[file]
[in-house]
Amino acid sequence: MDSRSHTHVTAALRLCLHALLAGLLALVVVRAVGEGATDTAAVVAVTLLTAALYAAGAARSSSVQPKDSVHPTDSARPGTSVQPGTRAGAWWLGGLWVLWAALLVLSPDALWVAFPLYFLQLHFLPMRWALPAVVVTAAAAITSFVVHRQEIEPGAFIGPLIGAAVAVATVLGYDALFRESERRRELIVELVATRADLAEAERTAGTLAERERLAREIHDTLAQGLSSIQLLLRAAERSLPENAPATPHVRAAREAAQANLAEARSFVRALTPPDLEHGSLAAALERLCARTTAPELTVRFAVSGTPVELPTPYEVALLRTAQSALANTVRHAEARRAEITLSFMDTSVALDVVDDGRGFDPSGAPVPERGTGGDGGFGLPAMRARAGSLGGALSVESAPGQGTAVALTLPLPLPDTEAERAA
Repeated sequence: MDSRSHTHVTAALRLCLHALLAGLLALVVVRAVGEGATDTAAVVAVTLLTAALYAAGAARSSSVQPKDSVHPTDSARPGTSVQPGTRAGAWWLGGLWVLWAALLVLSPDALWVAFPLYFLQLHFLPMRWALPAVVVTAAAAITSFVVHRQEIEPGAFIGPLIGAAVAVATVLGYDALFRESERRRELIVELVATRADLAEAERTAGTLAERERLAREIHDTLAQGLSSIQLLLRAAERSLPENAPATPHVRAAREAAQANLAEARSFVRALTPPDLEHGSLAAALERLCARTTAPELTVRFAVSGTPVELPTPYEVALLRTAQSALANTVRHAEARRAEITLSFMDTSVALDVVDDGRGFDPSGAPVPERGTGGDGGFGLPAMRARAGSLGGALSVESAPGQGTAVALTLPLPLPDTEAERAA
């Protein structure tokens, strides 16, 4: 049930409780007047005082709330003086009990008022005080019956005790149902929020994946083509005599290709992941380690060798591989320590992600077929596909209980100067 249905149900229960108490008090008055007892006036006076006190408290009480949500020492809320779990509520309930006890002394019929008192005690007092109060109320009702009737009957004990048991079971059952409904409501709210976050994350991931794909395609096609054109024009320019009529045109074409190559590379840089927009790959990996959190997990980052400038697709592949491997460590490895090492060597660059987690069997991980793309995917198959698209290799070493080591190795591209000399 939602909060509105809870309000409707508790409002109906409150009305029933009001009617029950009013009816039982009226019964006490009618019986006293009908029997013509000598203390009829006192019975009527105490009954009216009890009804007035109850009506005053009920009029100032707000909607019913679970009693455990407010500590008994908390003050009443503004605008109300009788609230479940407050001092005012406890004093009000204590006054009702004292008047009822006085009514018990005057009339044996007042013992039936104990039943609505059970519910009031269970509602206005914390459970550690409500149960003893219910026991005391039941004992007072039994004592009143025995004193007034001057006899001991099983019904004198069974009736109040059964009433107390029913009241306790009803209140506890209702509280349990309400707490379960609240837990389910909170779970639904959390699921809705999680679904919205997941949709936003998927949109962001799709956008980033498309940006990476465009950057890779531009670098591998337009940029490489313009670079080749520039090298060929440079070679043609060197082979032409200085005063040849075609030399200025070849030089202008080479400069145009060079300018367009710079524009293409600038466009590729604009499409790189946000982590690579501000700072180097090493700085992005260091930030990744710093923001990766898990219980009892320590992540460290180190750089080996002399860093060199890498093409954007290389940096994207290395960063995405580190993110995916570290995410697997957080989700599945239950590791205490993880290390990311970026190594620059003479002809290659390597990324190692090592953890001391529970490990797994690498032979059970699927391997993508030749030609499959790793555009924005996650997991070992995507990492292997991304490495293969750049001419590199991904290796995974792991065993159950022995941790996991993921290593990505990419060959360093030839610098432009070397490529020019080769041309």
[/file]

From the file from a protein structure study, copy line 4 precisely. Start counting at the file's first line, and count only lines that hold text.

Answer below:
């Protein structure tokens, strides 16, 4: 049930409780007047005082709330003086009990008022005080019956005790149902929020994946083509005599290709992941380690060798591989320590992600077929596909209980100067 249905149900229960108490008090008055007892006036006076006190408290009480949500020492809320779990509520309930006890002394019929008192005690007092109060109320009702009737009957004990048991079971059952409904409501709210976050994350991931794909395609096609054109024009320019009529045109074409190559590379840089927009790959990996959190997990980052400038697709592949491997460590490895090492060597660059987690069997991980793309995917198959698209290799070493080591190795591209000399 939602909060509105809870309000409707508790409002109906409150009305029933009001009617029950009013009816039982009226019964006490009618019986006293009908029997013509000598203390009829006192019975009527105490009954009216009890009804007035109850009506005053009920009029100032707000909607019913679970009693455990407010500590008994908390003050009443503004605008109300009788609230479940407050001092005012406890004093009000204590006054009702004292008047009822006085009514018990005057009339044996007042013992039936104990039943609505059970519910009031269970509602206005914390459970550690409500149960003893219910026991005391039941004992007072039994004592009143025995004193007034001057006899001991099983019904004198069974009736109040059964009433107390029913009241306790009803209140506890209702509280349990309400707490379960609240837990389910909170779970639904959390699921809705999680679904919205997941949709936003998927949109962001799709956008980033498309940006990476465009950057890779531009670098591998337009940029490489313009670079080749520039090298060929440079070679043609060197082979032409200085005063040849075609030399200025070849030089202008080479400069145009060079300018367009710079524009293409600038466009590729604009499409790189946000982590690579501000700072180097090493700085992005260091930030990744710093923001990766898990219980009892320590992540460290180190750089080996002399860093060199890498093409954007290389940096994207290395960063995405580190993110995916570290995410697997957080989700599945239950590791205490993880290390990311970026190594620059003479002809290659390597990324190692090592953890001391529970490990797994690498032979059970699927391997993508030749030609499959790793555009924005996650997991070992995507990492292997991304490495293969750049001419590199991904290796995974792991065993159950022995941790996991993921290593990505990419060959360093030839610098432009070397490529020019080769041309």